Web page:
In early 2004, my wife convinced me that I should start making glass beads for her textile art handbags. I bought the necessary equipment on a holiday in the USA, and the rest is history... Well not quite. It is expensive to buy all the stuff the books display, so I tried to improvise and come up with good alternatives. Here are some of my solutions.

 Copyright 2006+ Arthur Sale
Last Modified: 27 December 2010
        This is my workbench, ready to start work. You can see the Nortel Minor torch (with graphite marver attached) bolted to a marble tile.
        The workbench is a home woodworking bench made of steel with MDF surfaces (I scrapped the backdrop part), covered by black marble tiles which I picked up at the building supplies junk yard. They serve as a marver plate and stand up to dropped pieces of glass.
        Beyond the torch is a stainless steel bowl from Chickenfeed (cheap as the name suggests) filled with vermiculite (from the Animal Tucker Box - for kitty litter). I dunk hot strips of glass in here to cool, and smallish beads on the mandrel. Bigger ones go into my pre-heated kiln (behind me) to anneal slowly or a bead annealer which I built from a toolbox.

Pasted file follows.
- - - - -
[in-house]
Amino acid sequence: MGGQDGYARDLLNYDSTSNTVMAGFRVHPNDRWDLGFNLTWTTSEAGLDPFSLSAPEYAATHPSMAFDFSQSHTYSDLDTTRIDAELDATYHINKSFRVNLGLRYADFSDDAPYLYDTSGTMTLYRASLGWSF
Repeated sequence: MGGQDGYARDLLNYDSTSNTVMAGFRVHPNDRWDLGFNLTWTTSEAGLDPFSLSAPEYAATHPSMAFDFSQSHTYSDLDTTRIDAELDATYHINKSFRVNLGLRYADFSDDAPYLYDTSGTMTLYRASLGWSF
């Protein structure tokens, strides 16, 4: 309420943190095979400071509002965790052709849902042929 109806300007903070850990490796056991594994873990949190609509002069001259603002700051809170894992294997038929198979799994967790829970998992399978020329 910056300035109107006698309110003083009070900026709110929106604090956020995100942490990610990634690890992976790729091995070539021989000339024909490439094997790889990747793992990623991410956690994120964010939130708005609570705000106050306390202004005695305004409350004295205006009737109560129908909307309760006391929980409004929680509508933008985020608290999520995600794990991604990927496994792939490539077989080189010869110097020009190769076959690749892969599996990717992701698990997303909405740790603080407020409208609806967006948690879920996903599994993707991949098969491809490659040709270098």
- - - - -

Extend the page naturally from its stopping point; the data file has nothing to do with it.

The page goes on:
I often use strips of System 96 (Spectrum) glass about 3-5mm wide instead of buying expensive Moretti or Bullseye rod. A 300 x 300mm (12x12") square of glass makes a lot of strips.  I also buy some Spectrum rods. Firing the strips in a kiln makes them even more useful and less likely to break in the flame. This is supplemented with some System 96 stringer (and I pull some of my own from the strips), noodles, and rods.
        This photo shows a ready-use box I made to hold the strips and other glass. It is basically a box made out of MDF (thick base), holding short pieces of plastic tube. I cut the sections from electrical conduit 20-25mm (1") diameter, about 50-75mm (2") long. Too short and the rods won't be upright. Just decide before you make the box whether the tubes will be "close-packed" - each layer nests in the slots of the previous layer - or "rectangular" - each layer is the same as the one before - and make the box to fit your chosen pattern pretty exactly.
This photo shows two things. The first is my mandrel stand: a piece of angle aluminium cut with notches in one side. I used a hacksaw, but a triangular file would do the same. This holds hot mandrels temporarily and ready use implements such as the bead rake and the razor blade holder.
        The second feature is the mandrel drying and ready-use stands. A block of wood drilled with appropriate holes for each size of mandrel (not right through the block and not too large). The mandrels are dipped in a recycled spice jar filled with my usual kiln separator mixed up to a thick cream consistency, placed in the stand and left to dry vertically. The drying rack then serves also as the ready-use stand.